has formed her yep rs in a circle,
and thr.t in some brighter sphere,
these it'asures of youth will re
turn to us, and it will all be as it
-; RE KINDERGARTEN.
Bnt upon such gloomy abstruc
tious it is not wiso to dwell, so
?'come lffc ns live with the chil
dren," thcoo beings whose life
should I:e and is the very essence
of joy, innocence, and love. It is
safe to Fay that in all the history
of Edgefiold therr has never heen
such a period of expectancy and
enihusirsm in a good cause as was
manifested on last Saturday at the
approach of the closing exercises
of 'he Kindergar ten school.
Though i: was Saturday evening
a time generally unpropitious tor
such occasions, the Opera House
wes crowded with people intense
ly interested in the coming enter
tain mei I.
The welcome to the audience
was a little song, and such artless
beauty and innocence could not
have been otherwise than sincere
in this happy greeting.
Years gone by it was considered
a wonder that a child of a dozen
years could perform on the piano
before an audience. That has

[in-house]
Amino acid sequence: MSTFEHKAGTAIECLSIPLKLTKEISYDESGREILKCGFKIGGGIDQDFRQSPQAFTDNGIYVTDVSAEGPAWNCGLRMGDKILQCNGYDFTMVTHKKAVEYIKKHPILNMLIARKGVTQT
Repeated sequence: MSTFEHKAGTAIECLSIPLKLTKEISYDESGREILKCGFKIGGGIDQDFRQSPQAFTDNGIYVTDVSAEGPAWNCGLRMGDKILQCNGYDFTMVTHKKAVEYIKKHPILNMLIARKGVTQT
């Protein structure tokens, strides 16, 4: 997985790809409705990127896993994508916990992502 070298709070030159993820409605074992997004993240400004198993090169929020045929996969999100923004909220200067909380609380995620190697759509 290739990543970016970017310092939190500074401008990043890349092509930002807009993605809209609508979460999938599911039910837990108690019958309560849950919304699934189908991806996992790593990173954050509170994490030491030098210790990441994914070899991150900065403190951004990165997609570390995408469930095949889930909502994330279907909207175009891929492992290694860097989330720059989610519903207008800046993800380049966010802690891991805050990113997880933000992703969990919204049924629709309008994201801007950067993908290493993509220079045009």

ceased to be a marvel and these
can only win applause by the man
ifestation of genius cultivated. It
ib still astonishing however to see
children of 3even years mount a
piano stool with difficulty and
then with composure begin and
end a composition which has re
quired attention and practice. The
"March of the little Mon," a duelt
by Cl iii ?rd King and Sadh M ms
was such a marvel.
Edgefield had never seen brforr <
rvljUlo-girl of five 3-rnrs r?ridcr ?
violin sn!o, buton P?-?'r??r even
ing Li.le MIES Thelma Bailee
made a most becoming debut as !
violinist, not only becoming bu
The recitation by Troy an<
Douglas Anderson, "Which i
Which?" did not clear up th
mystery in the minds of the peo
pleas to which was which, lu
only inteusiiicd it.
The piano solo Doll's Ball Galo]
by Sadie Mims was a triumph o
skill for little fingers.
As the program advauced th
audience became more and mor
charmed and surprised at the ca
pacity for training which thee
little ones possessed, and the pow
ers of the Kindergarten teacher
in developing if.
Thelma Bailey recited and sun?
quite a long selection with a cho
rus by all the children. This re
quired a decided effort of th?
memory which is one of the dis
tinctive offices of the Kindergar
Miriam Norris created quite i
ripple of audible admiration whei
she sang the little song "My Dol
ly." She went about her singing